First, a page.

Guest blogpost from Anna Fedor (postdoc at Eötvös University, Budapest)
I honestly don’t remember how I joined the Reproducibility Project. I looked up the first e-mail that had the words “Reproducibility Project” in my google account and it was a thank you note from the Open Science Collaboration for responding a survey. It was January 2013, my daughter was 3 months old, which might explain the blur. At the end of the e-mail, it says “If you expressed an interest in helping with any of our projects, we’ll get in touch with you within the next week.” So I must have ticked a box saying that I was interested!
In fact, I have been interested in reproducibility issues for years. My PhD work included the replication of a study from Fitch and Hauser. It did not replicate, and I felt uneasy when I wrote this down in my thesis. Later, an internal investigation at Harvard University found Hauser guilty of scientific misconduct and one of his papers was retracted too. This made me more comfortable with my results, like I needed an excuse for a failed replication. I know, how stupid this sounds.
Soon afterwards, during the first months of my first postdoc job abroad, I gave a talk about my past work. I summarized the unsuccessful replication and I mentioned the case about Hauser (I quoted from The New York Times). Half hour later, a senior scientist, who was present at the talk, publicly shamed me on a departmental mailing list for accusing a well-known and respected scientist. She treated the subject as a taboo, although the investigation about Hauser had already been closed, so his guilt was not a speculation any more.
This just made me more curious about reproducibility and replications. I went to talks on the subject from David Shank, Ap Dijksterhuis, watched online lectures from Geoff Cumming about new statistics. This is when I first heard about the PsychFileDrawer and OSF. So it’s safe to say I was primed on the subject to tick that box between a diaper change and a breastfeeding!
Unfortunately, at that time, I did not have access to a participant pool, so I could not perform an experiment myself. Instead, I helped the project with various small jobs. We had a list of to dos, and anyone could choose from this list anything they wanted to do. These included items, like reviewing the protocols, the statistical analyses, the replication reports, rating original and replication studies according to various criteria, writing and editing the manuscript. The organizers kept track of who did what and you had to do a certain number of jobs to be considered a co-author.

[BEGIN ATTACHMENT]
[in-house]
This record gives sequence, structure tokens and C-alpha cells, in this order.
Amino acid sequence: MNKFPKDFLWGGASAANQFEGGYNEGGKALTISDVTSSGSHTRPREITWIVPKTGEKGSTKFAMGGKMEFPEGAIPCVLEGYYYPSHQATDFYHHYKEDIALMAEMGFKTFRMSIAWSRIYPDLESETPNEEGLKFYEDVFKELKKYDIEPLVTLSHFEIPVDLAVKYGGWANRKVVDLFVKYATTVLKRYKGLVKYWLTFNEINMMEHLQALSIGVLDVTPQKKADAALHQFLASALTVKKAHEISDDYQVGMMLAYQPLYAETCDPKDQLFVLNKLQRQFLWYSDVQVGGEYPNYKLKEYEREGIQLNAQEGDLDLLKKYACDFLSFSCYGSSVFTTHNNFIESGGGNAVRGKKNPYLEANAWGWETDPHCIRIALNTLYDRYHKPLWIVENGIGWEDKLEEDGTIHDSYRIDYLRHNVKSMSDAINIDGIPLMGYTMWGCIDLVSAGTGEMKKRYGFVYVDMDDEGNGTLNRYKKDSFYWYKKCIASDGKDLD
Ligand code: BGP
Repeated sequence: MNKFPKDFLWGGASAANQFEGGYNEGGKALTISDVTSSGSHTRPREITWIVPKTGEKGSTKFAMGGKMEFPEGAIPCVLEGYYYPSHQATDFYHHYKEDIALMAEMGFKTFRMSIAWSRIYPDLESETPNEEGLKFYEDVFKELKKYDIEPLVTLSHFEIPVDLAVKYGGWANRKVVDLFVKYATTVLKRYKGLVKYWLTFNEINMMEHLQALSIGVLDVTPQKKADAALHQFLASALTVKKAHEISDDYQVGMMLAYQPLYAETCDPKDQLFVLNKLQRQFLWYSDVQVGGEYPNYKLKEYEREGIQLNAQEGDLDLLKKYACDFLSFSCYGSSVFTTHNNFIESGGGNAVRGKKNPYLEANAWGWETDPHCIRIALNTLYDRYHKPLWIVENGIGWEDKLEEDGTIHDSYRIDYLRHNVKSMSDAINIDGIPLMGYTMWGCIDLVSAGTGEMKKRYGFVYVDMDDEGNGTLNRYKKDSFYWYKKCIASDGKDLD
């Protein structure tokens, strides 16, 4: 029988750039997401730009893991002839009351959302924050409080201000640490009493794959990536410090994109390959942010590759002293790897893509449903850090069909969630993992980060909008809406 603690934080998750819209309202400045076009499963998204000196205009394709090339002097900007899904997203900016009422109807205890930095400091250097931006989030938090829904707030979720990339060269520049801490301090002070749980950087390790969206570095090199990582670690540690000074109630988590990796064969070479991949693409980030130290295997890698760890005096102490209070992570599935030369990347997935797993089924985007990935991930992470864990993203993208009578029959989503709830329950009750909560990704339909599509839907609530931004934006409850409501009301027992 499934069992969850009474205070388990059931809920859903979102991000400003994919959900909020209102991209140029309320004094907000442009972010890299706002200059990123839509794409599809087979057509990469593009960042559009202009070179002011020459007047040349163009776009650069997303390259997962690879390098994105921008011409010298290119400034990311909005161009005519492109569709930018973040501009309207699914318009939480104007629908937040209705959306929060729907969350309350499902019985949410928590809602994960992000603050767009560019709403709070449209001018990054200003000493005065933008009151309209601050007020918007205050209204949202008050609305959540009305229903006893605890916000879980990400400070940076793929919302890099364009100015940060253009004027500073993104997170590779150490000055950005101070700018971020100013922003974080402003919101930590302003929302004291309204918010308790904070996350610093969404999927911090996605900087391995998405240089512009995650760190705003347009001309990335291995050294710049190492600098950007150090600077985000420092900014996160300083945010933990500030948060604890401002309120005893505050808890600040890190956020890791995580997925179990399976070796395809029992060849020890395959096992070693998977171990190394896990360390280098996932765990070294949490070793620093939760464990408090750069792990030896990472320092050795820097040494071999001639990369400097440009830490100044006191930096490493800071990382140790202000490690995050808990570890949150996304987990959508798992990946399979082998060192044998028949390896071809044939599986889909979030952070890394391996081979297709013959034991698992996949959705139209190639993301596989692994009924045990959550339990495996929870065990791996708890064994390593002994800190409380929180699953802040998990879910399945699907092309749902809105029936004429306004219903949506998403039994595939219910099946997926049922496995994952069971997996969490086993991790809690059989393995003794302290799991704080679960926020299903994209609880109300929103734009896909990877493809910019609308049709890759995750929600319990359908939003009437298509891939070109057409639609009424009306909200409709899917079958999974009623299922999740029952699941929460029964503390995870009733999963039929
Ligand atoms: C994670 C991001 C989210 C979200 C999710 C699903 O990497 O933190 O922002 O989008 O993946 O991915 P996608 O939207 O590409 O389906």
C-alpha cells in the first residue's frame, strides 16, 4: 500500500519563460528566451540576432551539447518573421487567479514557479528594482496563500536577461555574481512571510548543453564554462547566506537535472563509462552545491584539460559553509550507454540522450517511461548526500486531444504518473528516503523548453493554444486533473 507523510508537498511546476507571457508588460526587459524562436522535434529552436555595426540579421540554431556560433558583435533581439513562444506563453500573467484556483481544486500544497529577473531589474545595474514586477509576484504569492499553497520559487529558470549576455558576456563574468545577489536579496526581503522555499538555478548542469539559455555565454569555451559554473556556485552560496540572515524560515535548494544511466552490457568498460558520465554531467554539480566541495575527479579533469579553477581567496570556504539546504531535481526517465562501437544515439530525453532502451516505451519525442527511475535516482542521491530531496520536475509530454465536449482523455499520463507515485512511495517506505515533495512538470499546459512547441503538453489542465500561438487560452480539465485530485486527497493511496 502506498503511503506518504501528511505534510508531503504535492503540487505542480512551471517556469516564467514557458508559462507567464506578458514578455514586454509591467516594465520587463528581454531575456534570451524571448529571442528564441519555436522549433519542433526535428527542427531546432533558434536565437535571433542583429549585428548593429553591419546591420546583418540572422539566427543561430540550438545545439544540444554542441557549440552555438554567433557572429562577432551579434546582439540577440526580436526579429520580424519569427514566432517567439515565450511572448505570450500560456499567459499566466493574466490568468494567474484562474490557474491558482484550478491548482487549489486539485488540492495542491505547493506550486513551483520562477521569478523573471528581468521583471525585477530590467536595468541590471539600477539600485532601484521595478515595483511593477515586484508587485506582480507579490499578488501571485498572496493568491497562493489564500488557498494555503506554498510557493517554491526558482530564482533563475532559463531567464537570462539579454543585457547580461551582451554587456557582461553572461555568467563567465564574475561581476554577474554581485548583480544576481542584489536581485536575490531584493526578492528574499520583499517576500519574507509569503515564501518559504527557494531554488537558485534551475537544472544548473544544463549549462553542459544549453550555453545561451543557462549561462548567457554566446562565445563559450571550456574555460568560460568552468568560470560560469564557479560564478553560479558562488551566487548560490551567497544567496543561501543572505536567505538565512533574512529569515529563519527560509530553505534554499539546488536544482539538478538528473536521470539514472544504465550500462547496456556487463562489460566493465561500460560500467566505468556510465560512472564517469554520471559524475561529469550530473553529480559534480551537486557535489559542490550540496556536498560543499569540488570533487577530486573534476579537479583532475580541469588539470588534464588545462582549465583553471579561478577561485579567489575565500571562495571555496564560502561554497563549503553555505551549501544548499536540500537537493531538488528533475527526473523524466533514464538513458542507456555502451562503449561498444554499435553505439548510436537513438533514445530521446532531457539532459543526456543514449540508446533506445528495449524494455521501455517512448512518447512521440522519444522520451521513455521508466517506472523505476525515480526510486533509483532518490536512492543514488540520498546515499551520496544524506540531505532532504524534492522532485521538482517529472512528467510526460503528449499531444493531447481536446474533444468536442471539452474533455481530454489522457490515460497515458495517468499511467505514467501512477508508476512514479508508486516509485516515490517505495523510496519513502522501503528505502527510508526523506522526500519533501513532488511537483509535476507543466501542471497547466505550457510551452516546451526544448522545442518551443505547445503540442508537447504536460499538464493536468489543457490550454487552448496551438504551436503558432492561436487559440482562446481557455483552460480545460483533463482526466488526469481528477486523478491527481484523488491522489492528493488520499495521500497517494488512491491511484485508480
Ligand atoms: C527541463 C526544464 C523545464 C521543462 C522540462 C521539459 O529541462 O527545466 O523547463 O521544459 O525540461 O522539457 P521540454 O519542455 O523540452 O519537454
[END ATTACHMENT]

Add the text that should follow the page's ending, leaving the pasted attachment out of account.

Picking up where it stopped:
It was an amazing experience to be part of such a huge project. We had a very busy mailing list, with interesting discussions. All documents and results were shared so anyone could peek into any of the subprojects (not just the authors, really, anyone). The most interesting part for me was to see how different people approached certain sensitive subjects. There was some adversity towards the project, especially from authors, whose experiments did not replicate. We had long discussions about how to treat these situations to make sure that we do not offend people, how to word exactly what an unsuccessful replication means and what could be the possible reasons of this. Also, there were lengthy debates about statistical problems, and interpretations of data, from which I have learnt a lot.
In this project, I did not only learn about scientific methods, but also about project management, online collaboration, organizing team work and communication. It definitely changed how I do science now. I am trying to use new statistics, convince my colleagues to pre-register our studies. It changed how I read scientific papers, I pay more attention to sample sizes, effect sizes, I try to imagine how the results would look like without a “significant” stamp on them.
I hope the reproducibility crisis will eventually change policies. Already 538 journals and 57 organizations joined as signatories of the TOP guidelines. Pre-registration of studies is already necessary at some journals. I hope that publishing replications, insignificant results, and exploratory data analysis explicitly differentiated from confirmatory tests will be more and more common. The rise of open access journals can definitely help this process. Maybe projects like the Reproducibility Project can contribute to a more honest and open science. Am I naïve? I have to be!
Anna Fedor is currently a postdoc at Eötvös University, Budapest, where she also obtained her PhD in evolutionary biology. Before her current job, she completed postdocs at Birkbeck College, London and the Parmenides Foundation, Munich. Anna has worked on a variety of exciting topics, from computational models of word finding difficulties in children and problem solving, over object permanence in primates to language evolution and grammar learning in humans.